Early in May as Mr Carney was preparing to take up his full duties as Governor of the Bank of England, the interest rate for the government to borrow 10 year money was just 1.6%. Yesterday the 10 year interest rate hit 2.7%, almost double the low point of September 2012.
We need to ask if this matters. After all, Mr Carney’s one major intervention in the monetary debate so far has been promise us the continuation of ultra low interest rates for the next three years, whilst unemployment comes down a bit and the economic recovery strengthens. Mr Carney actively sided with the borrowers against the savers in his statement, because he clearly thinks we need more borrowing to promote recovery.
Some might say the rise in government borrowing rates does not have any impact on individuals, families and private sector companies. After all, mortgage rates are still between 4.5% and 6%, as they were three months ago. Banks and Building Societies still offer a concessionary first couple of years at much lower rates. Savers can still pick up 1% for 1 year savings, and 2.5% for 3-4 year savings, levels well above the official 0.5% short term interest rate, as they could three months ago. As I have written before, Quantitative Easing and low Bank base rate were devices which have kept the cost of government borrowing artificially low, whilst creating a parallel private sector market in money and credit at higher rates.
However, Mr Carney would be wrong to simply ignore the markets. People in property are already talking about higher borrowing rates for new projects on the back of rising government rates. Savers canny enough to have cash will be able to buy into bonds or other financial assets at lower prices and on better income yields, whilst invested savers will lose on their current holdings. The government has been out of the main savings market for some time, refusing to issue National Savings products at the higher rates prevailing in the savings market when they can borrow so much more cheaply in the government bond market.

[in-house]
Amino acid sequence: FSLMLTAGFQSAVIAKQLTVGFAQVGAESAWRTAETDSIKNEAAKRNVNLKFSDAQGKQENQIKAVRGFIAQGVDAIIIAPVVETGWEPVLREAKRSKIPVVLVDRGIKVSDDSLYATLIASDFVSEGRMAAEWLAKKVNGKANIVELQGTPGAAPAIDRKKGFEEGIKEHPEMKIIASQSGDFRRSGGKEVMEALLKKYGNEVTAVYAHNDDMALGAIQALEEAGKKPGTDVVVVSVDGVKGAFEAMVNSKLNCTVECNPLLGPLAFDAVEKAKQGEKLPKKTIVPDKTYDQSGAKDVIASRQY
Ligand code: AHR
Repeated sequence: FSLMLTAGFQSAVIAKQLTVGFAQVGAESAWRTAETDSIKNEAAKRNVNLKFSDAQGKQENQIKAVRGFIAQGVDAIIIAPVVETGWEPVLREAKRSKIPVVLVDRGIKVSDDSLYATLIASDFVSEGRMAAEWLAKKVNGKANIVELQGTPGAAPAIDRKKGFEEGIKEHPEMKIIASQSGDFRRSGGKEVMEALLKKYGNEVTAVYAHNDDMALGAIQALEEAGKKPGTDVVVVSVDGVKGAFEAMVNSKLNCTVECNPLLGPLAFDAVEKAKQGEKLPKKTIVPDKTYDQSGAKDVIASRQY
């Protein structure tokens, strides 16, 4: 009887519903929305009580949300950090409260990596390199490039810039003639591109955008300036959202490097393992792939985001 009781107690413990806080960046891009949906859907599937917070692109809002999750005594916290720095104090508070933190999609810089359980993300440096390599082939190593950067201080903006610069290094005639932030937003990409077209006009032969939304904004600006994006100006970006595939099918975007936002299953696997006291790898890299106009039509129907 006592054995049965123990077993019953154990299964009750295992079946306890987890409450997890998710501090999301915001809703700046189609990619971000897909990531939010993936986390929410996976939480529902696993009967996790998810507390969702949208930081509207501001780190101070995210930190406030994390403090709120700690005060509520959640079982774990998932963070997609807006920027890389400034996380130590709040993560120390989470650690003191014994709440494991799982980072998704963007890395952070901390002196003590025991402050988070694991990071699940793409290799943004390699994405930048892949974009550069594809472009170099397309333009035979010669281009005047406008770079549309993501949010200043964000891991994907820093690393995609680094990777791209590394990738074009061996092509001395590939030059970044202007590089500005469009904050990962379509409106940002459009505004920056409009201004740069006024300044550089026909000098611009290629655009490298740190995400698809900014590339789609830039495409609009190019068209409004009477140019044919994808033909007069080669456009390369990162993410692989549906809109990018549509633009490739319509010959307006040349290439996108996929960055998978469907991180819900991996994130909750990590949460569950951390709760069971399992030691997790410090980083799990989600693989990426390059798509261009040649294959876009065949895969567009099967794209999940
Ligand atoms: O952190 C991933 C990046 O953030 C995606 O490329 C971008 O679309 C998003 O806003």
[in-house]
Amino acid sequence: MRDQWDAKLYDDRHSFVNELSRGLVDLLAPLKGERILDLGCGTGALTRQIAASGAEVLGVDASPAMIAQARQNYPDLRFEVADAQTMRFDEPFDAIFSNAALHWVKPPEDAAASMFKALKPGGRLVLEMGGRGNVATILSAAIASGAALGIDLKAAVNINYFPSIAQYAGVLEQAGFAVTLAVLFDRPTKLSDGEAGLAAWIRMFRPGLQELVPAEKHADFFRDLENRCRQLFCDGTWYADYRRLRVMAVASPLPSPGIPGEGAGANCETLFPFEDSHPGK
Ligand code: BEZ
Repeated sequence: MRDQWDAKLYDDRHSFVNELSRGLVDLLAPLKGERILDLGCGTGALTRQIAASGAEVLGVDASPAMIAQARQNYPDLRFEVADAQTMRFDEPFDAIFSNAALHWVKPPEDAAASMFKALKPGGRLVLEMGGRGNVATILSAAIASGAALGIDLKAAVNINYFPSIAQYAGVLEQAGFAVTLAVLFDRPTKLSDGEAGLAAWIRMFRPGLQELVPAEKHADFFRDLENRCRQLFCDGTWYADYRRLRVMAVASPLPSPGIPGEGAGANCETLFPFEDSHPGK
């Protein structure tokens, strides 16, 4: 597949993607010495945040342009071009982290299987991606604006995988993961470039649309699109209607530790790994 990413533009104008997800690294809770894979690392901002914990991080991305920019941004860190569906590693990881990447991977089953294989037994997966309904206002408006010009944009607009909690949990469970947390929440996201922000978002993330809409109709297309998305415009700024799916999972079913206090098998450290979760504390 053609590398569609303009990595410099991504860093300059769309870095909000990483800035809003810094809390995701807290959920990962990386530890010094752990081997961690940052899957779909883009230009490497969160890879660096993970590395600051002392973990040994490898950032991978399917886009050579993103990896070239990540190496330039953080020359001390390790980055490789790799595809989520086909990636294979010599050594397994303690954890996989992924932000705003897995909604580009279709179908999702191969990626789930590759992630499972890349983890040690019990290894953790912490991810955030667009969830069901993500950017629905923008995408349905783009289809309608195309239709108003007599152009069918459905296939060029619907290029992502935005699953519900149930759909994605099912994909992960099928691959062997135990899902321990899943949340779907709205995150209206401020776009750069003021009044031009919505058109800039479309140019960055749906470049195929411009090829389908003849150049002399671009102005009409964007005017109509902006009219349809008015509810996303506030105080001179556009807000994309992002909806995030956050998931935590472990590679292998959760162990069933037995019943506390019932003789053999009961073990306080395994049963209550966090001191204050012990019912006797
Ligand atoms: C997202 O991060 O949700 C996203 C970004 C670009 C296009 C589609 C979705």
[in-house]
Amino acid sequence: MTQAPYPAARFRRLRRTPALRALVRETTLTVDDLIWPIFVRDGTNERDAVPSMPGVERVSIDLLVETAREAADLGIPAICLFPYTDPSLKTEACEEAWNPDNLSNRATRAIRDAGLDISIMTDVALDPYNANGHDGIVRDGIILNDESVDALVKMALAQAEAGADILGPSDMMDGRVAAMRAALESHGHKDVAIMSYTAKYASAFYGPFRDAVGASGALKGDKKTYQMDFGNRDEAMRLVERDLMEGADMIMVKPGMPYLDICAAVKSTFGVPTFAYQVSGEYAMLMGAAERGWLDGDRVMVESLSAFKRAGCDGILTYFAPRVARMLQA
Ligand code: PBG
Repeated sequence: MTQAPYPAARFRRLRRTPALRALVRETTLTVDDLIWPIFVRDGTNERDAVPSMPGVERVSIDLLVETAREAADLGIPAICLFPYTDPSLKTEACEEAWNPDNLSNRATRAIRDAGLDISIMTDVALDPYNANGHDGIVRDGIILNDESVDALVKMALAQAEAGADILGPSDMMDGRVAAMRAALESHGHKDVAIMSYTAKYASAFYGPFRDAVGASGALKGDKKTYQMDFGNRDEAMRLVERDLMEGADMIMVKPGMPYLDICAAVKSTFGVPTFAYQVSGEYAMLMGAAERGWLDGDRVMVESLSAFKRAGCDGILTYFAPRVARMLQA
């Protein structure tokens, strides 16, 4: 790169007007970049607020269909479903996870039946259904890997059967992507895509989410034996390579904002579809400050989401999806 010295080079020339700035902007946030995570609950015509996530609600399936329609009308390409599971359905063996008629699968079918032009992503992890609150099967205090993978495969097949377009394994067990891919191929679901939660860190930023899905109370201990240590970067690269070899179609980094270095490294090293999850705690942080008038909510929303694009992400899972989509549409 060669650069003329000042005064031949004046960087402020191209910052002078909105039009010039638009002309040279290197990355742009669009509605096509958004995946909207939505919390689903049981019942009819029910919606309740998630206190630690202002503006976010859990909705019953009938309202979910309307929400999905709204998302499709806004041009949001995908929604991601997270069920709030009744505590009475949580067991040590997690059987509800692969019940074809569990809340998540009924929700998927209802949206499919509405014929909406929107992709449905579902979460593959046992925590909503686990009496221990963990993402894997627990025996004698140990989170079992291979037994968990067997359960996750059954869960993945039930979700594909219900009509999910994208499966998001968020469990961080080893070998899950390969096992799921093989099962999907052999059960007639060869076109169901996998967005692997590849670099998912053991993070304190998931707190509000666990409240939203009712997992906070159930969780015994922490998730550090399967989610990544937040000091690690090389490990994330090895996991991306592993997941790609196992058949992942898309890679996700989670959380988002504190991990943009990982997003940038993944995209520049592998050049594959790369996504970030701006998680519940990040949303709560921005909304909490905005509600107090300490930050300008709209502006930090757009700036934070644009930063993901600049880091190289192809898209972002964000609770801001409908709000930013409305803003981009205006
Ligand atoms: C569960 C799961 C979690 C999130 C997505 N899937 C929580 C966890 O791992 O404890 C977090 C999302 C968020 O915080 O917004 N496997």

Mr Carney has three options from here. He could welcome the rising rates and help steer the whole market to more realistic rates for savers and borrowers. There is a bigger adjustment needed in the government market than in the private sector one. He could defy the markets, and state that when he said he wanted low interest rates to prevail he meant it. He will then have to initiate substantial new bond buying programmes to force the rates back down. Or he could largely ignore it, and take the line that he is relaxed about the cost of government borrowing going up all the time it does not hit the cost of private sector borrowing in ways which will derail his strategy.
I favour the first of these courses. I would couple it to more vigorous prosecution of the plans to break up and sort out RBS for the reasons often described here. We need competitive banking with more banks allied to rates of interest more subject to market selection. The ultra low government rates of quantitative easing have to end sometime. The quicker they are in mending the commercial banks, the quicker the special measures can be removed. It does need to be worthwhile to save. Many borrowers would like greater certainty more than a temporary period of ultra low rates followed by a rush upwards in rates.